Staff are very friendly and helpful, with some of the staff having moved over from Shoreditch House. They’re all well trained on the menu, so no matter who you pull over with a question you can be sure of a correct, concise answer. The crowd is more of the glam East London scene than the scruffy hipsters you can find in the area, and by 8pm, it’s packed. The music is great, with upbeat classics from the likes of Stevie Wonder, the Rolling Stones and the Jackson 5 – a bit of a change from the minimal techno of T Bar.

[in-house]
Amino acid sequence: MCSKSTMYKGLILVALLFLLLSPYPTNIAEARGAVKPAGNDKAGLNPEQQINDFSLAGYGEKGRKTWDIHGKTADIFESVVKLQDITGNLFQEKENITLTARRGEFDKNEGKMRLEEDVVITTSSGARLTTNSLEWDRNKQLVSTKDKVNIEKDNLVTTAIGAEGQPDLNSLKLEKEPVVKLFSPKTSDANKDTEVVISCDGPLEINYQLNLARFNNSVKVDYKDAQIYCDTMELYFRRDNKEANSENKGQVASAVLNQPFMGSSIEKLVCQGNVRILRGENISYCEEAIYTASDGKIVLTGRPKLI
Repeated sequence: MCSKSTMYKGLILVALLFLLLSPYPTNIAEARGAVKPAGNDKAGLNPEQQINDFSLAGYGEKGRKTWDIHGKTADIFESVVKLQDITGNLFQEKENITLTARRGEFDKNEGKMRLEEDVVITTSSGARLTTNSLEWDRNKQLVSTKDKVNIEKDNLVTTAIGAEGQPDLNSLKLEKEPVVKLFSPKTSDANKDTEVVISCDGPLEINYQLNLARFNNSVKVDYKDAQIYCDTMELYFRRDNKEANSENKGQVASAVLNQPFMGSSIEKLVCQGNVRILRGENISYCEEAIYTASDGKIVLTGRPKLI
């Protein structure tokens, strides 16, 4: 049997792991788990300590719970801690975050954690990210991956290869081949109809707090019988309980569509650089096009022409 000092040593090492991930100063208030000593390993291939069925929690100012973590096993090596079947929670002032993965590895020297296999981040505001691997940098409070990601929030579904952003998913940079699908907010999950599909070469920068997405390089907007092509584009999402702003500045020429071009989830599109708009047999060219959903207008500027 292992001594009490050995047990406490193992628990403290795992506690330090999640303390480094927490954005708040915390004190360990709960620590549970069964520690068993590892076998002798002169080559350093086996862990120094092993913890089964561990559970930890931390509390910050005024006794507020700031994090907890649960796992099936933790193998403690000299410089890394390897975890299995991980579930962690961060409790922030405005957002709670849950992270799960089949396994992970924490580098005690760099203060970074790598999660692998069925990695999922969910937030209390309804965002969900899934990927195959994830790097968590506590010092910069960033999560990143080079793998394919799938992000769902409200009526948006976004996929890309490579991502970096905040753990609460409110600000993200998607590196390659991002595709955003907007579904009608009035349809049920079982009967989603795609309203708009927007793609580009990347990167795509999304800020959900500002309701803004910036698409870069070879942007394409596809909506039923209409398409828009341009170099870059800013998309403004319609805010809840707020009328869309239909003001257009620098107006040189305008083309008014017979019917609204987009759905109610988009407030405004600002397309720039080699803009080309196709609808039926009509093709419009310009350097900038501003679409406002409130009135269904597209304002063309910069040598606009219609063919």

Pizza East’s menu is printed on a single sheet, with food on one side and drinks on the other. Prices vary, and you can get a main course priced at anything from £6 to £15. Starters are tapas style and it’s suggested to have a few before moving on to your main. They’re divided up into categories of cold, baked and fried, and there’s also a selection of meats and cheeses, served antipasto style on a plank of wood. There are six meats and six cheeses on the list, priced from £4 to £5, although choices vary depending on what’s available and you can get a board of three choices for £11. Prosciutto (£4), which on a recent occasion was from San Daniele, is thinly sliced and not too salty, with a melt-in-the-mouth texture.